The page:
The news cycle is jampacked with polls. But have you ever wondered how polls actually work and what they mean?
The presidential race is tied in Florida less than 30 days before the election, according to a Suffolk University/USA TODAY Network poll that shows President Donald Trump’s campaign is still highly competitive in a must-win state despite a calamitous stretch.
Trump and Democratic opponent Joe Biden each is supported by 45% of voters in the poll, while 6% of voters are undecided, and the rest support third-party candidates or refuse to say who they back.
“You can’t get any closer than a 45/45 split; it really reflects the core support of the respective bases,” says David Paleologos, director of the Suffolk University Political Research Center.
Trump’s campaign had a series of setbacks last week, from a New York Times report that the candidate paid just $750 in federal income taxes in 2016 to a widely panned debate performance and Trump’s positive coronavirus test, which took him off the campaign trail and put a spotlight on his virus response.
Despite the tumult, slightly more Florida voters (48%) approve of the president’s job performance than disapprove (47%), according to the poll, which largely was conducted after the president’s COVID-19 diagnosis.
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“Oftentimes, politics is like mixing cement,” Paleologos says. “In the early stages of a candidate’s life or in the early stages of a campaign, the cement is fluid, but as time goes on, it hardens, and I think you have a hardening of support on both sides.”
The number of undecided voters in the poll runs contrary to the view that nearly everyone has made up their minds about the candidates. In Florida, at least, there appear to be opportunities to persuade voters, many of them independents.
“That’s really a fertile area to do any persuasion. That’s the place to be,” Paleologos says.
Tabitha Hall, 40, a mother of three in Fort Walton Beach, is one of those undecided voters. She leans toward Democrats on issues such as abortion rights but more toward the GOP on fiscal policy.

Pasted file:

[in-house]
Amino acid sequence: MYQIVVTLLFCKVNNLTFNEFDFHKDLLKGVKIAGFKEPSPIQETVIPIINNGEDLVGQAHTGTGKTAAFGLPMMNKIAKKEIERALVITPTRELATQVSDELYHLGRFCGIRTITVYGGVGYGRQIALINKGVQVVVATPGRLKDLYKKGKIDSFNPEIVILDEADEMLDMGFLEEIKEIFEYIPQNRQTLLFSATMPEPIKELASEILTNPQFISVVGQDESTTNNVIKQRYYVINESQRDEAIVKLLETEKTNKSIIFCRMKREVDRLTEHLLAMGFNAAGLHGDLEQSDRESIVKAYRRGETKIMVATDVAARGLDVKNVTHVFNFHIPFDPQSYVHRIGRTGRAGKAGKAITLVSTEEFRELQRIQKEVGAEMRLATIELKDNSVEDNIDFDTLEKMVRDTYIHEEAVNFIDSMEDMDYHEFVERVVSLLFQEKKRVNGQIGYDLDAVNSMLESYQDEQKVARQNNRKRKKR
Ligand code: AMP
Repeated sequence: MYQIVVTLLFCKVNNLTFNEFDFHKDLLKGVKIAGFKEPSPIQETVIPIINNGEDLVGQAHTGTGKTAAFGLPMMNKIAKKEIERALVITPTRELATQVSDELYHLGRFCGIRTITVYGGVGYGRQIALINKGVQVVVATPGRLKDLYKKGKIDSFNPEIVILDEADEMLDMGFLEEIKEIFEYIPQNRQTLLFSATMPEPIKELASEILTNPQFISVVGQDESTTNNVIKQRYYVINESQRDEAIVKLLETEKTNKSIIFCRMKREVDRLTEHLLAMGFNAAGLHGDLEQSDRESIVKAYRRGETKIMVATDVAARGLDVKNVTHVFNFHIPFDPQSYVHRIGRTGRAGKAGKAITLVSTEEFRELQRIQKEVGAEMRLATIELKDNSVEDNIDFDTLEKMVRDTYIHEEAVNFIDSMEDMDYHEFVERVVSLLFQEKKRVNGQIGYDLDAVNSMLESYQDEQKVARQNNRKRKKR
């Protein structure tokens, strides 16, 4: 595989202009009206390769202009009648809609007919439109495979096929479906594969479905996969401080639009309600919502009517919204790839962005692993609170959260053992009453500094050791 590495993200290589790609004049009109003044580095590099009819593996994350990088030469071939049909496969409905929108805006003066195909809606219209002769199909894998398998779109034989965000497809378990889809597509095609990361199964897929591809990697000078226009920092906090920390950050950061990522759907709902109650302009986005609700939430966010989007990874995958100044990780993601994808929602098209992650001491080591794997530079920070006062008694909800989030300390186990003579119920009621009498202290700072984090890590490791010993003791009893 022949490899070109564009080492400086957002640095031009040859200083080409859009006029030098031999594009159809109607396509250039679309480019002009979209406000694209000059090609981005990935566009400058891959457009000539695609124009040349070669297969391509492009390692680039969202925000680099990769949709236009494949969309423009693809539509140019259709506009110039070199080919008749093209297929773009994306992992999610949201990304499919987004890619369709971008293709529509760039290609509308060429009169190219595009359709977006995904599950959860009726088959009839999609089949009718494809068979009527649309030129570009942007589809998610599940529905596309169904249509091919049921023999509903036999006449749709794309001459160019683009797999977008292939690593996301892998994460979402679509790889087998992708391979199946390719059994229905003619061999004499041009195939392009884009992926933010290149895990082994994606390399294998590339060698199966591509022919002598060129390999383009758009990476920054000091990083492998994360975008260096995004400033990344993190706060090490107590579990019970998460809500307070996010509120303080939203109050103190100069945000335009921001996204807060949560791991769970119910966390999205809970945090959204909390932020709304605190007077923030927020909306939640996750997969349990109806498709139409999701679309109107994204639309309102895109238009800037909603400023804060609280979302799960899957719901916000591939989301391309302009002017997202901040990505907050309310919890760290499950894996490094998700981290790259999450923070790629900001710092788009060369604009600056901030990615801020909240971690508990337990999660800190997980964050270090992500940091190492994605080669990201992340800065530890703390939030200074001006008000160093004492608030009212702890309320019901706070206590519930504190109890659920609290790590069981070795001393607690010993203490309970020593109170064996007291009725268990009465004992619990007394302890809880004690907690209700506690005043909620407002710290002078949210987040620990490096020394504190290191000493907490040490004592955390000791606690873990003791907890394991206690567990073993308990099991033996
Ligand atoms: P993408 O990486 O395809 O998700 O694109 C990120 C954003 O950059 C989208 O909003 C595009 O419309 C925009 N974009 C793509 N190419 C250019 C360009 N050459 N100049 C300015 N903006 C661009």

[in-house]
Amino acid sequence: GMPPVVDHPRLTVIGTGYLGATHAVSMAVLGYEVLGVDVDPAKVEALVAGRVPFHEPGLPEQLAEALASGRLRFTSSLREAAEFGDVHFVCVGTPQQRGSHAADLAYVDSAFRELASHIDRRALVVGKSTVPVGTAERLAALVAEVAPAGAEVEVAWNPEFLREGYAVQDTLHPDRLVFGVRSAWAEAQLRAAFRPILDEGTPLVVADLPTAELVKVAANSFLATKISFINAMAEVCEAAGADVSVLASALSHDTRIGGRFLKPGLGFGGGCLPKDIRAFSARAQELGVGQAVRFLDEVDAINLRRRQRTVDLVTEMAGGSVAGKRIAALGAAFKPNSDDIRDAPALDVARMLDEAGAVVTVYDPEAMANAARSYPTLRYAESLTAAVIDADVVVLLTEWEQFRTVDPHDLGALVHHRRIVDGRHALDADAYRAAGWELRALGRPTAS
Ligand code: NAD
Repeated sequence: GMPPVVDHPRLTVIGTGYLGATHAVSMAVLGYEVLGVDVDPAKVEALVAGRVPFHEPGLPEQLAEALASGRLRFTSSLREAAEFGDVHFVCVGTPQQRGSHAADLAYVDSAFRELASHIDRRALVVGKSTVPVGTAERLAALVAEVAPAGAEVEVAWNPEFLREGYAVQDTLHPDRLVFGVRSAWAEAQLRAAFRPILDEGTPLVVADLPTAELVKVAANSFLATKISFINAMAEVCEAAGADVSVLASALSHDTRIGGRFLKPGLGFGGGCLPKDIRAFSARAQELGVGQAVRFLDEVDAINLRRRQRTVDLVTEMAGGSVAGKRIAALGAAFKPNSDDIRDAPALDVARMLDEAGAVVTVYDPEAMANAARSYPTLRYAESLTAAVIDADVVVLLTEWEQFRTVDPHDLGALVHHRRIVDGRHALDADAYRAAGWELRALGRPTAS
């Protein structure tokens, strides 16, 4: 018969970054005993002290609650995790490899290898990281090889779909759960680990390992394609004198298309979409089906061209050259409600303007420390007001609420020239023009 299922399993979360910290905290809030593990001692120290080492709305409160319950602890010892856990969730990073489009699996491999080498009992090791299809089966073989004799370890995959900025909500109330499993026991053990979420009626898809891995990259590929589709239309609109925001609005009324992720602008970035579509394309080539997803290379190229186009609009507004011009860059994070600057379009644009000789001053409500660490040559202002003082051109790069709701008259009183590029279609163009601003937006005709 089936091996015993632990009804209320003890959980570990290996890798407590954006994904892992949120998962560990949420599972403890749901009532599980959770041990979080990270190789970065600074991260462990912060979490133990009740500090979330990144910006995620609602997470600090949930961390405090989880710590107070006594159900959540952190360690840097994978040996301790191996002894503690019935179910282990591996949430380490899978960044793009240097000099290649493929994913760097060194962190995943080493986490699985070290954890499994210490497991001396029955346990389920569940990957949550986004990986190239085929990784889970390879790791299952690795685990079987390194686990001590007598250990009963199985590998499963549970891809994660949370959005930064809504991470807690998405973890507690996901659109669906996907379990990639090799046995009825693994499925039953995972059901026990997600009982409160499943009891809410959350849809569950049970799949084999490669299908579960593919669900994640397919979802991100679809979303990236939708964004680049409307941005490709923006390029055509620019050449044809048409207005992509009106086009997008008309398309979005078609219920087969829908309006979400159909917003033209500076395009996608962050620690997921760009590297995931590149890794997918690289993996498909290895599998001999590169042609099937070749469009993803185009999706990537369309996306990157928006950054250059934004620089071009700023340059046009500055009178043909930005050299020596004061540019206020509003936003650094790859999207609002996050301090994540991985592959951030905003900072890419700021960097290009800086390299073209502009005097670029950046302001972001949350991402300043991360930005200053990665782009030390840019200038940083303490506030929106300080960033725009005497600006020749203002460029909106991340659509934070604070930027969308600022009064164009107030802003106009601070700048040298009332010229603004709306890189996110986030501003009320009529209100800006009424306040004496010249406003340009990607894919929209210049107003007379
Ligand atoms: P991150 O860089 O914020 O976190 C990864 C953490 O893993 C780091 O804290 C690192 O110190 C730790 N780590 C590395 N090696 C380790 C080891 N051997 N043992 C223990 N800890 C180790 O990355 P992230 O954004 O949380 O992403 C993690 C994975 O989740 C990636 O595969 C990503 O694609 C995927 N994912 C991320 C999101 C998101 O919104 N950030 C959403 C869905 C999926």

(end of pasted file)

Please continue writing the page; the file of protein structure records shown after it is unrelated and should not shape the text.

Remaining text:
“I’m one of those voters that’s on the fence because I feel like I need to know about the issues to make a decision, and I kind of put it off until the last minute,” says Hall, an independent.
Working in Trump’s favor, a majority of voters (55%) say they are better off than they were four years ago. Forty-nine percent support a Senate vote on Amy Coney Barrett, the president’s pick to replace the late Supreme Court Justice Ruth Bader Ginsburg, compared with 44% who oppose voting on her nomination.
Forty-two percent of Florida voters rate Trump’s efforts to combat the coronavirus as “good” or “excellent,” and 13% say he’s doing a “fair” job; 45% describe his virus response as “poor.”
Former Vice President Joe Biden says President Donald Trump’s coronavirus response has cost lives during a debate Sept. 29 in Cleveland. (Photo: Pool photo by Morry Gash)
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Hall rates Trump’s coronavirus response as “fair.” She doesn’t view the pandemic as a big factor in her vote.
“I hear the criticisms, and I’m kind of like, I don’t know, could it have been done differently or better? I think it’s fair what’s been done so far,” she says, though she’d like to see the president wear a mask in public.
Independent voter David Lambert, 69, rates Trump’s response to the pandemic as “excellent.”